For the most part, I found the book very entertaining, fast-paced, with well-rounded characters and tensions between them. Even those more "stock" characters one often finds in a-team-of-military-men fiction each had some trait that made you root for them and made them stick out in your mind. However, the book could have greatly benefited from a solid editor. There are quite a few grammatical errors, some repetitive phrasing, and even one or two inconsistencies in continuity (at one point a soldier trades guns with another, then his old one is described in his hand a sentence later, then its back to the new one he just acquired.) But these, for me, did not distract from the page-turning enjoyment of this book. It may bother other readers, but I'm not distracted by the occasional typo. If it bothers you, this book could be irksome.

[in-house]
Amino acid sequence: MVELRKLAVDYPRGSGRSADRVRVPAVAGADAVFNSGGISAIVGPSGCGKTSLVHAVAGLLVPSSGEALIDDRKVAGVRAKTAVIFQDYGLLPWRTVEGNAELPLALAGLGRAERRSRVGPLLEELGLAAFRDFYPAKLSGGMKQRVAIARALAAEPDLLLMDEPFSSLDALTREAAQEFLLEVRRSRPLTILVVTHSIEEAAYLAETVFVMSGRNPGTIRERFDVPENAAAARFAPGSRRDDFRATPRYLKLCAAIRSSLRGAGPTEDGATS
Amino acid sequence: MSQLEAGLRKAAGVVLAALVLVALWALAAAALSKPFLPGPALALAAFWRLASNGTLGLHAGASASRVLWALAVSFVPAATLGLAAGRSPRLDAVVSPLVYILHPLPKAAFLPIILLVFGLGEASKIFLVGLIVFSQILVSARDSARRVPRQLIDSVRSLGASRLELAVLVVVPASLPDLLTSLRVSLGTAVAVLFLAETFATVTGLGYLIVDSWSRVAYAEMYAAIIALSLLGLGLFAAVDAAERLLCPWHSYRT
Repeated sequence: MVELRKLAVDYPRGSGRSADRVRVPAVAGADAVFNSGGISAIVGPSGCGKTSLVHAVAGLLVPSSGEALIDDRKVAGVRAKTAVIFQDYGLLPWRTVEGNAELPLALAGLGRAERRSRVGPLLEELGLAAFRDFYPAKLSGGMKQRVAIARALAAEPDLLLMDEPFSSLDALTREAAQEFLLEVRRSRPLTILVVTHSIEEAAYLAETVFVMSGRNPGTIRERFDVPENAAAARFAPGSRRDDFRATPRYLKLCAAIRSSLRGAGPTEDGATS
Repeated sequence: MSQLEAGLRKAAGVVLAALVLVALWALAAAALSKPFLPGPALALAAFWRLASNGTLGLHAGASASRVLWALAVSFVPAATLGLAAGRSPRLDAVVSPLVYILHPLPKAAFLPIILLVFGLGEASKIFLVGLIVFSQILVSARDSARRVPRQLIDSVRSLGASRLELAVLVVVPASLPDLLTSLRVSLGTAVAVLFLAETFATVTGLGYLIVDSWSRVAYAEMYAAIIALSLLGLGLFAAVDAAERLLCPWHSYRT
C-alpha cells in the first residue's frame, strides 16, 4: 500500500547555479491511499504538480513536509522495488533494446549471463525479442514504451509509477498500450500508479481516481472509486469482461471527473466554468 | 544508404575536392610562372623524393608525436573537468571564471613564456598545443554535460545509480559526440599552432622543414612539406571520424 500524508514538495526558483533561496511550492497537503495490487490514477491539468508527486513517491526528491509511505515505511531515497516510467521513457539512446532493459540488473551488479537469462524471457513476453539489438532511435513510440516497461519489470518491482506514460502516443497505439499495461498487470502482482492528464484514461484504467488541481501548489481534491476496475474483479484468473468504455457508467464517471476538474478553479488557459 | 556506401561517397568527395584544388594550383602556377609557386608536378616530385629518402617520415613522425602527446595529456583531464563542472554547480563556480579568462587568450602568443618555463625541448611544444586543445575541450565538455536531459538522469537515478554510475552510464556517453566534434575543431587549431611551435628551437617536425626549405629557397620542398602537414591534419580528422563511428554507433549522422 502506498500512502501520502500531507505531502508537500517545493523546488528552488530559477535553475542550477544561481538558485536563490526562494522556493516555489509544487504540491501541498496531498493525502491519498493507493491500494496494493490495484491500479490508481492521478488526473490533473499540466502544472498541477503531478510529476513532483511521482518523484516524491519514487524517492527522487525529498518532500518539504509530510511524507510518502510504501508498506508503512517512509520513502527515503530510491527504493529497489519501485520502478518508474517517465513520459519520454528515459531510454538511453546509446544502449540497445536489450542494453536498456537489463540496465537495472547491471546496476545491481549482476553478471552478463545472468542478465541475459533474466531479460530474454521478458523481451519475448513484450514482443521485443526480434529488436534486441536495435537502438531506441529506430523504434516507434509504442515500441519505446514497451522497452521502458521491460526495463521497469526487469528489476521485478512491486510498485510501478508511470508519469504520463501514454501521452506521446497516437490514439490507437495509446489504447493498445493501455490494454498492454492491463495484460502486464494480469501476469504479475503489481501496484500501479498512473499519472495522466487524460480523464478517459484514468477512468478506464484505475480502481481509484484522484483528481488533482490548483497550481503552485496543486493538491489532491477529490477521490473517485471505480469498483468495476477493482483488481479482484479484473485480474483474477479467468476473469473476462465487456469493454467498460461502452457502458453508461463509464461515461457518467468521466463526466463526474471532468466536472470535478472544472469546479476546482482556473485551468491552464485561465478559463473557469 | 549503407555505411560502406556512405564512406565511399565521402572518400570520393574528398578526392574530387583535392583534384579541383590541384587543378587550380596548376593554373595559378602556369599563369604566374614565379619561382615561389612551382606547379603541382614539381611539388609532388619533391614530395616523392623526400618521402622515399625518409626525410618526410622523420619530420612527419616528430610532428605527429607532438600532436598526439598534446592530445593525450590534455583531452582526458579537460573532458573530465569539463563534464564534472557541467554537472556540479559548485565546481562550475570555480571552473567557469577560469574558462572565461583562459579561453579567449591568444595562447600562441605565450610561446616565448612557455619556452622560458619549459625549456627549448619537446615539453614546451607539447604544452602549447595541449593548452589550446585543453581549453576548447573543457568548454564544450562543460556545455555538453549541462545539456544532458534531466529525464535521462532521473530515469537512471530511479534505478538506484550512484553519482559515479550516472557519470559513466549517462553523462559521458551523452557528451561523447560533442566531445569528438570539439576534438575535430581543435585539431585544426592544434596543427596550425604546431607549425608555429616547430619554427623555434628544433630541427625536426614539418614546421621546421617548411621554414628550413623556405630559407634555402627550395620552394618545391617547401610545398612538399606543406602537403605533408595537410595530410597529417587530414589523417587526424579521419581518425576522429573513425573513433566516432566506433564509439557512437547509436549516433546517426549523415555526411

The detail in the story's technical aspects is what I enjoyed a lot. All the military weapons and gear is well identified and used properly, the tactics of the soldiers seem well thought out and realistic (not being a soldier myself, though, I can't speak to their accuracy; it just made sense to me as a reader,) and the layout of New York was solid and lent itself to an easy visual of the setting. There are also some really original scenarios presented. The scene when the team must descend 26 stories down an elevator shaft I found riveting, as well as the ensuing battle out in the streets. One presented idea about soldiers who have been reanimating retaining some of their training was a nice twist, something explored a bit in the film Day of The Dead. Still, the idea of the intelligent zombie hasn't been fleshed out much, and I think Knight handled it was a pretty solid plausibility.
All in all I enjoyed this book, and it was action-packed enough that I could easily picture it as a solid zombie movie. I recommend The Gathering Dead for the casual reader and fan of zombie and survival fiction.
Find the author, Stephen Knight, on Goodreads.
Purchase The Gathering Dead from Amazon.
So there's a look at what I'm reading. What books are you currently enjoying?